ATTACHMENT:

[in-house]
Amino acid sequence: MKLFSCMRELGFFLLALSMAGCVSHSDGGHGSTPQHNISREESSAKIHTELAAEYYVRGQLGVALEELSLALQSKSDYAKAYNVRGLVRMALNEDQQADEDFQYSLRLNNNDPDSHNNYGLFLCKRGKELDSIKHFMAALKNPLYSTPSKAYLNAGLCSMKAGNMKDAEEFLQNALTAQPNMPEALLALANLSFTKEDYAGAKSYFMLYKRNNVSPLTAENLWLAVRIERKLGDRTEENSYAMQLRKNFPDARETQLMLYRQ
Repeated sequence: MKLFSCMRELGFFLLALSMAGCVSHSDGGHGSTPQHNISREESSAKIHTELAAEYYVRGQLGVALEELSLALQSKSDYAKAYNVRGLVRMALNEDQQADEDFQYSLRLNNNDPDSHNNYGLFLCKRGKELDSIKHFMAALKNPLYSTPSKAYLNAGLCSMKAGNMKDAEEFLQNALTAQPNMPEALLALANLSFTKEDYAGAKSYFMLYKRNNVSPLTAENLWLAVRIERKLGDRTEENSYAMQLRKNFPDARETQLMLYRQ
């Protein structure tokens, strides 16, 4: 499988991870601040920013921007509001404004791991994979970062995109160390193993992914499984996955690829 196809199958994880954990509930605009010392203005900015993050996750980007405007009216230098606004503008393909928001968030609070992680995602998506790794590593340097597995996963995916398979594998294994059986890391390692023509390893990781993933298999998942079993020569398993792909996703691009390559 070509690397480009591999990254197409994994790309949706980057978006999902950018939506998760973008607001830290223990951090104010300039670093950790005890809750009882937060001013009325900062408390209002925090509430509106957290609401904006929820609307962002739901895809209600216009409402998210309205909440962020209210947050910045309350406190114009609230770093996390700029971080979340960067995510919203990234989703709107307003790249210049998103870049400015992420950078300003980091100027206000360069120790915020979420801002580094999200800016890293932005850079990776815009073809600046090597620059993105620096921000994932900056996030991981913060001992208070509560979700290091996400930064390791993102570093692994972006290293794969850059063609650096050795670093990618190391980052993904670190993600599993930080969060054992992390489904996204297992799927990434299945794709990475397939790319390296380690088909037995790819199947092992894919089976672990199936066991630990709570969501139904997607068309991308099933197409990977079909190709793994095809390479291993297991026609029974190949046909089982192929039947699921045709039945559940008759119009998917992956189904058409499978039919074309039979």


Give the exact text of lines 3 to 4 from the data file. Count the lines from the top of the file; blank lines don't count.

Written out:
Repeated sequence: MKLFSCMRELGFFLLALSMAGCVSHSDGGHGSTPQHNISREESSAKIHTELAAEYYVRGQLGVALEELSLALQSKSDYAKAYNVRGLVRMALNEDQQADEDFQYSLRLNNNDPDSHNNYGLFLCKRGKELDSIKHFMAALKNPLYSTPSKAYLNAGLCSMKAGNMKDAEEFLQNALTAQPNMPEALLALANLSFTKEDYAGAKSYFMLYKRNNVSPLTAENLWLAVRIERKLGDRTEENSYAMQLRKNFPDARETQLMLYRQ
């Protein structure tokens, strides 16, 4: 499988991870601040920013921007509001404004791991994979970062995109160390193993992914499984996955690829 196809199958994880954990509930605009010392203005900015993050996750980007405007009216230098606004503008393909928001968030609070992680995602998506790794590593340097597995996963995916398979594998294994059986890391390692023509390893990781993933298999998942079993020569398993792909996703691009390559 070509690397480009591999990254197409994994790309949706980057978006999902950018939506998760973008607001830290223990951090104010300039670093950790005890809750009882937060001013009325900062408390209002925090509430509106957290609401904006929820609307962002739901895809209600216009409402998210309205909440962020209210947050910045309350406190114009609230770093996390700029971080979340960067995510919203990234989703709107307003790249210049998103870049400015992420950078300003980091100027206000360069120790915020979420801002580094999200800016890293932005850079990776815009073809600046090597620059993105620096921000994932900056996030991981913060001992208070509560979700290091996400930064390791993102570093692994972006290293794969850059063609650096050795670093990618190391980052993904670190993600599993930080969060054992992390489904996204297992799927990434299945794709990475397939790319390296380690088909037995790819199947092992894919089976672990199936066991630990709570969501139904997607068309991308099933197409990977079909190709793994095809390479291993297991026609029974190949046909089982192929039947699921045709039945559940008759119009998917992956189904058409499978039919074309039979």